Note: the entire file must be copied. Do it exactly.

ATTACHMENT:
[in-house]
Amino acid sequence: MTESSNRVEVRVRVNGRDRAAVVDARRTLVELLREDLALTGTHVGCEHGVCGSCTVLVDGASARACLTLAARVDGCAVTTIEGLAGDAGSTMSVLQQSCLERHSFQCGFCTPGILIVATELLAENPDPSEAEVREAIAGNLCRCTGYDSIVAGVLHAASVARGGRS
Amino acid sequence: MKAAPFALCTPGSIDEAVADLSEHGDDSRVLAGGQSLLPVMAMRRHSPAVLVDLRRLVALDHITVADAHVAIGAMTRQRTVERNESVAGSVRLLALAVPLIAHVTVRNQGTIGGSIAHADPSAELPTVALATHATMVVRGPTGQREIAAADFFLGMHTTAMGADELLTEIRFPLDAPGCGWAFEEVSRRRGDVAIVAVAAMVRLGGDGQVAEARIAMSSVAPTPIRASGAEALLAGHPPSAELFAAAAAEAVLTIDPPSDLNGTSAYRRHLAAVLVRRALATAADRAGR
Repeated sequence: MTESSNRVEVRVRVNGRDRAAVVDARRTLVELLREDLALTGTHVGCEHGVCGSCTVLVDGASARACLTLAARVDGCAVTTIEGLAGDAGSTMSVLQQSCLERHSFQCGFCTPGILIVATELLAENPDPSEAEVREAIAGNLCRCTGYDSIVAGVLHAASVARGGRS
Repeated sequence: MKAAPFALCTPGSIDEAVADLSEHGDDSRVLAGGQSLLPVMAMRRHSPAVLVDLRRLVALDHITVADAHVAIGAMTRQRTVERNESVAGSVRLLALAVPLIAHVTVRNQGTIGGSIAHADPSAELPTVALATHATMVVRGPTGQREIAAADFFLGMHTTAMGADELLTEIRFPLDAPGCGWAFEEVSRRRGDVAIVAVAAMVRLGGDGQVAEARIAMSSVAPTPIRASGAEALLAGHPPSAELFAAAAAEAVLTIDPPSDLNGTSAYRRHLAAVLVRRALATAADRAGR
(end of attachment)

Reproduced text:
[in-house]
Amino acid sequence: MTESSNRVEVRVRVNGRDRAAVVDARRTLVELLREDLALTGTHVGCEHGVCGSCTVLVDGASARACLTLAARVDGCAVTTIEGLAGDAGSTMSVLQQSCLERHSFQCGFCTPGILIVATELLAENPDPSEAEVREAIAGNLCRCTGYDSIVAGVLHAASVARGGRS
Amino acid sequence: MKAAPFALCTPGSIDEAVADLSEHGDDSRVLAGGQSLLPVMAMRRHSPAVLVDLRRLVALDHITVADAHVAIGAMTRQRTVERNESVAGSVRLLALAVPLIAHVTVRNQGTIGGSIAHADPSAELPTVALATHATMVVRGPTGQREIAAADFFLGMHTTAMGADELLTEIRFPLDAPGCGWAFEEVSRRRGDVAIVAVAAMVRLGGDGQVAEARIAMSSVAPTPIRASGAEALLAGHPPSAELFAAAAAEAVLTIDPPSDLNGTSAYRRHLAAVLVRRALATAADRAGR
Repeated sequence: MTESSNRVEVRVRVNGRDRAAVVDARRTLVELLREDLALTGTHVGCEHGVCGSCTVLVDGASARACLTLAARVDGCAVTTIEGLAGDAGSTMSVLQQSCLERHSFQCGFCTPGILIVATELLAENPDPSEAEVREAIAGNLCRCTGYDSIVAGVLHAASVARGGRS
Repeated sequence: MKAAPFALCTPGSIDEAVADLSEHGDDSRVLAGGQSLLPVMAMRRHSPAVLVDLRRLVALDHITVADAHVAIGAMTRQRTVERNESVAGSVRLLALAVPLIAHVTVRNQGTIGGSIAHADPSAELPTVALATHATMVVRGPTGQREIAAADFFLGMHTTAMGADELLTEIRFPLDAPGCGWAFEEVSRRRGDVAIVAVAAMVRLGGDGQVAEARIAMSSVAPTPIRASGAEALLAGHPPSAELFAAAAAEAVLTIDPPSDLNGTSAYRRHLAAVLVRRALATAADRAGR